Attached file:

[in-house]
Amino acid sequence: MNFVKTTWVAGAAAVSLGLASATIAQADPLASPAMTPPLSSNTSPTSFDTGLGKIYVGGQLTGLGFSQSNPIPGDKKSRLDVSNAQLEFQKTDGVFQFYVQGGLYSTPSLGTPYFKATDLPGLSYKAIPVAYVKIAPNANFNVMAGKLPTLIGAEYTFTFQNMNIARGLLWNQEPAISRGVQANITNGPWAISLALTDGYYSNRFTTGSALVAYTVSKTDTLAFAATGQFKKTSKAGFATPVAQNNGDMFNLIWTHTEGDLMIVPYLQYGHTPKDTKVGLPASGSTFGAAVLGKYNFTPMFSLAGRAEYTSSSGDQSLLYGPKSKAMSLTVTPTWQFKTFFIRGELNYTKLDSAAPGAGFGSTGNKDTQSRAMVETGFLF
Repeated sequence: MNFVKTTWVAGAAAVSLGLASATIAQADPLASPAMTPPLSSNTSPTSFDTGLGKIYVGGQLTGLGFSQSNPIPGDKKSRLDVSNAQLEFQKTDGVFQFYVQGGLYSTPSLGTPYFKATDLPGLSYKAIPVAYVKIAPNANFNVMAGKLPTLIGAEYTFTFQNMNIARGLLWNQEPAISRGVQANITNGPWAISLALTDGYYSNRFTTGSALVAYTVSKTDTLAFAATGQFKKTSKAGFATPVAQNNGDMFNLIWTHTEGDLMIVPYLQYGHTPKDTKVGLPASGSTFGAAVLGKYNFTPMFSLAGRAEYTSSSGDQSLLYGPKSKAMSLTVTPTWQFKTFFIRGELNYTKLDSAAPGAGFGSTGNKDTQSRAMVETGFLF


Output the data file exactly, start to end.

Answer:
[in-house]
Amino acid sequence: MNFVKTTWVAGAAAVSLGLASATIAQADPLASPAMTPPLSSNTSPTSFDTGLGKIYVGGQLTGLGFSQSNPIPGDKKSRLDVSNAQLEFQKTDGVFQFYVQGGLYSTPSLGTPYFKATDLPGLSYKAIPVAYVKIAPNANFNVMAGKLPTLIGAEYTFTFQNMNIARGLLWNQEPAISRGVQANITNGPWAISLALTDGYYSNRFTTGSALVAYTVSKTDTLAFAATGQFKKTSKAGFATPVAQNNGDMFNLIWTHTEGDLMIVPYLQYGHTPKDTKVGLPASGSTFGAAVLGKYNFTPMFSLAGRAEYTSSSGDQSLLYGPKSKAMSLTVTPTWQFKTFFIRGELNYTKLDSAAPGAGFGSTGNKDTQSRAMVETGFLF
Repeated sequence: MNFVKTTWVAGAAAVSLGLASATIAQADPLASPAMTPPLSSNTSPTSFDTGLGKIYVGGQLTGLGFSQSNPIPGDKKSRLDVSNAQLEFQKTDGVFQFYVQGGLYSTPSLGTPYFKATDLPGLSYKAIPVAYVKIAPNANFNVMAGKLPTLIGAEYTFTFQNMNIARGLLWNQEPAISRGVQANITNGPWAISLALTDGYYSNRFTTGSALVAYTVSKTDTLAFAATGQFKKTSKAGFATPVAQNNGDMFNLIWTHTEGDLMIVPYLQYGHTPKDTKVGLPASGSTFGAAVLGKYNFTPMFSLAGRAEYTSSSGDQSLLYGPKSKAMSLTVTPTWQFKTFFIRGELNYTKLDSAAPGAGFGSTGNKDTQSRAMVETGFLF